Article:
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    Educationally I think IB is superior to AP.

    From a college admissions perspective I think the higher GPA is more advantageous than the IB program, if you anticipate a significant difference. Especially when applying to a large public institution.

    From a med school perspective it doesn't really matter.

    From the perspective of adolescence, I appreciated having a lot more free time (taking lots of AP courses) than my peers at a nearby school taking IB.
     
  12. MyStiKxFury

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    I took the IB diploma program at my high school. You have to test in at least 6 subjects language A1(english), second language, individuals and societies, experimental science, math, and arts. You also have to write an extended essay (limit of 4000 words) and complete community service hours (minimal 150 hours). On top of that there are various internal and external assessments in each subject area. Overall it was a very demanding program and required time management strategies. However, it most certainly prepares you for college and the pre-medical curriculum. Actually, I find this, my first year in undergrad, much easier than the IB program. I have alot of free time for volunteering and joining different clubs while still doing well in my classes.

    In light of that, I believe the choice of school should be left up to your daughter to make for herself. During highschool, I saw many of my friends resenting their parents for forcing them to take the IB program and many of them subsequently dropped out of IB.
     
  13. eeyoreDO

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    I graduated from the best IB school in Florida.
    IB does nothing but make you feel stupid while in the background the teachers were raising hell and truly testing our patience, especially during the end of junior year. I was horrible in history (still am :p) and chemistry (at the time). I did not have a choice as to what classes to take.

    AP is better. TRUST ME. Have your child take AP classes, particularly AP chem and AP biology instead.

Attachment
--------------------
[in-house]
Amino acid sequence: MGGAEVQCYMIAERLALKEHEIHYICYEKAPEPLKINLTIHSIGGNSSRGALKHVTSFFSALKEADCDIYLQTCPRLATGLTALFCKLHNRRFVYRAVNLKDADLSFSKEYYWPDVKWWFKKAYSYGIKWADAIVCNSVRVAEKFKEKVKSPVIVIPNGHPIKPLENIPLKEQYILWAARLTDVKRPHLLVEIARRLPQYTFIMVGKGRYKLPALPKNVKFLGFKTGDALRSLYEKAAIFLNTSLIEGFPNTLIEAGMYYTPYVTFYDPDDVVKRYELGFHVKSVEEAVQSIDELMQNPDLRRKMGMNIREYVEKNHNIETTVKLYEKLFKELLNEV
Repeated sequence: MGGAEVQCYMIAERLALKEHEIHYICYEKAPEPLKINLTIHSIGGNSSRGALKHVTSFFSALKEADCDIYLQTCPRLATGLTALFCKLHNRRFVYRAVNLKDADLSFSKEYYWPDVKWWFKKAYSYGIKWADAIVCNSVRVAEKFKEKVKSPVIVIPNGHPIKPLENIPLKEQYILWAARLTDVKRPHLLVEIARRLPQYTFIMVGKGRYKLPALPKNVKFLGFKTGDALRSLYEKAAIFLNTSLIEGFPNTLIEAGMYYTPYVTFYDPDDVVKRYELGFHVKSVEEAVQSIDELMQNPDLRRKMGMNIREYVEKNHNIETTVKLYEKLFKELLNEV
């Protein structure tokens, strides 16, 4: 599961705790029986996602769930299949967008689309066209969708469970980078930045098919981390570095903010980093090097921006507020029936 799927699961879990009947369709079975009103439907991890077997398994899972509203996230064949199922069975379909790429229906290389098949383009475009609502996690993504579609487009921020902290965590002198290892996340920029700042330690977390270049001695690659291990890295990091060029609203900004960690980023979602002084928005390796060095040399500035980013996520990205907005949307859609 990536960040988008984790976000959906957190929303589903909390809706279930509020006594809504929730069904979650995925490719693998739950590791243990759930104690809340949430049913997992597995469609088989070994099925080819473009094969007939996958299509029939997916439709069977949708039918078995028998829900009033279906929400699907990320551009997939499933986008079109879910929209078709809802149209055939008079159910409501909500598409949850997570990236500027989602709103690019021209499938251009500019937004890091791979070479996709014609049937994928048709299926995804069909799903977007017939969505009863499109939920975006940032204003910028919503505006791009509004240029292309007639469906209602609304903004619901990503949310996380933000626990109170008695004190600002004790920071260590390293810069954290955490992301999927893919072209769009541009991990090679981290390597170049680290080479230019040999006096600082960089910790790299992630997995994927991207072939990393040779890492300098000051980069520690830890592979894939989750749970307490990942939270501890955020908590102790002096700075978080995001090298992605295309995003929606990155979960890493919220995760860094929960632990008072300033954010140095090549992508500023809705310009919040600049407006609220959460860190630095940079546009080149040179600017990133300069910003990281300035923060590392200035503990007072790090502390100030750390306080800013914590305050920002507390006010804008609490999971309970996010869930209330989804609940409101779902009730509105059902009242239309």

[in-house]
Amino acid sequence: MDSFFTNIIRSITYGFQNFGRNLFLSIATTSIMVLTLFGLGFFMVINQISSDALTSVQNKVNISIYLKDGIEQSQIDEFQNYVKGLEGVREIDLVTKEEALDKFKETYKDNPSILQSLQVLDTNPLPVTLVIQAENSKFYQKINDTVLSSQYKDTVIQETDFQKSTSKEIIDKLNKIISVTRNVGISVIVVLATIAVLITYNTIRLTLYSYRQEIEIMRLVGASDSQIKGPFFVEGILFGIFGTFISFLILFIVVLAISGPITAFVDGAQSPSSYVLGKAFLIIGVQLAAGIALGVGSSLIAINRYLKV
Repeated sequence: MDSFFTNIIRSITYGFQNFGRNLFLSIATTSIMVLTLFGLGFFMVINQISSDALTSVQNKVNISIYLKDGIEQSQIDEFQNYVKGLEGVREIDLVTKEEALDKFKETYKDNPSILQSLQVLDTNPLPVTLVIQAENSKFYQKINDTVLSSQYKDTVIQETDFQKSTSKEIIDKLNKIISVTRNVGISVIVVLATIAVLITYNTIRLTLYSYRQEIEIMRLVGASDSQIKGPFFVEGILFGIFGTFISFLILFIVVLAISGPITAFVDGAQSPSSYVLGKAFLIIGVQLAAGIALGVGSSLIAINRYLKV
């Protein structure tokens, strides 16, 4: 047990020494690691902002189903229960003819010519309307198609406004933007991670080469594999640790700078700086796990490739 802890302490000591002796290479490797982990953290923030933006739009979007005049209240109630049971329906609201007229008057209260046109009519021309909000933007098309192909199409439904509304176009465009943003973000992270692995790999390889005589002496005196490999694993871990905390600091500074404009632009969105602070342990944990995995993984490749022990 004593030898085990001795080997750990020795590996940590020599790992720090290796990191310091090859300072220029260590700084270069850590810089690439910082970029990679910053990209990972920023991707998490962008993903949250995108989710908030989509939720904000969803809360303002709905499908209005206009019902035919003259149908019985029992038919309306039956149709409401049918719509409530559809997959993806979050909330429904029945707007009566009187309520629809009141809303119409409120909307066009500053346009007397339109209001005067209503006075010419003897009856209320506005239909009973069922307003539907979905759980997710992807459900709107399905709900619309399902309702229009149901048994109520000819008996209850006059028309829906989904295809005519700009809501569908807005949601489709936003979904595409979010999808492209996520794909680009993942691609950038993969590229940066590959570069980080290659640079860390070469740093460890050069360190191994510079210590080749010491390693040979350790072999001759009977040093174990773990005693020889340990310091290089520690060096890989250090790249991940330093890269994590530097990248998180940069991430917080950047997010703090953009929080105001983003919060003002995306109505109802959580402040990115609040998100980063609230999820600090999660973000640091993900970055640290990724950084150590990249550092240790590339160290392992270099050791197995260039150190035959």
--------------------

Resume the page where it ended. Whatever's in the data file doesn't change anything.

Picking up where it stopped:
I took HL Biology (two-year long class in IB) and I didn't have motivation to do school at the time (I was immature). I did poorly on all of my classes, in particular HL Biology. Luckily I still got into college.

    This made me decide to pursue a computer science major, then I chose to go into IT. I took a simple biology course and I loved it while I took a course in C programming and hated it. I realized that biology wasn't bad, it was just that IB pissed me off. My major is now biology and I made Dean's list this semester :laugh:

    I suggest you have your child do AP instead of IB. It will allow them to concentrate on what they like rather than get kicked in the face by everything. As long as they get good grades, they will be fine in college admissions. My parents forced me to do IB, causing me to rebel and get bad grades.

    The only thing that made IB tolerable were my friends. We had so much fun at 3 AM writing our English essays and suffering and quoting the same quotes from our textbooks that we all memorized. I suggest you search google for "you know you're in IB when..." pages. EVERY one of those statements is true... and not in a funny way. If you want a good relationship with your child, keep them away from IB. They will end up hating your guts for years to come. My parents blame me for doing poorly even though they wouldn't let me drop out. If I failed out, I wouldn't have a place to sleep therefore I did the bare minimum and suffered all the way through.

    I hate IB. I still have nightmares about it. I will never forgive my parents. Some people are more sensitive to stress when they are young and immature; I am one of them. Take what I'm saying seriously.

    -One last edit:
    Listen to what MyStiKxFury says and GIVE YOUR CHILD A CHOICE. Let her know what IB is about. My mom never told me what IB was, I just had my middle school give me my transcripts and my mom mailed some stuff.

    February 1st, 2002. That was the fateful day that I signed my IB acceptance. I hate my mother for this.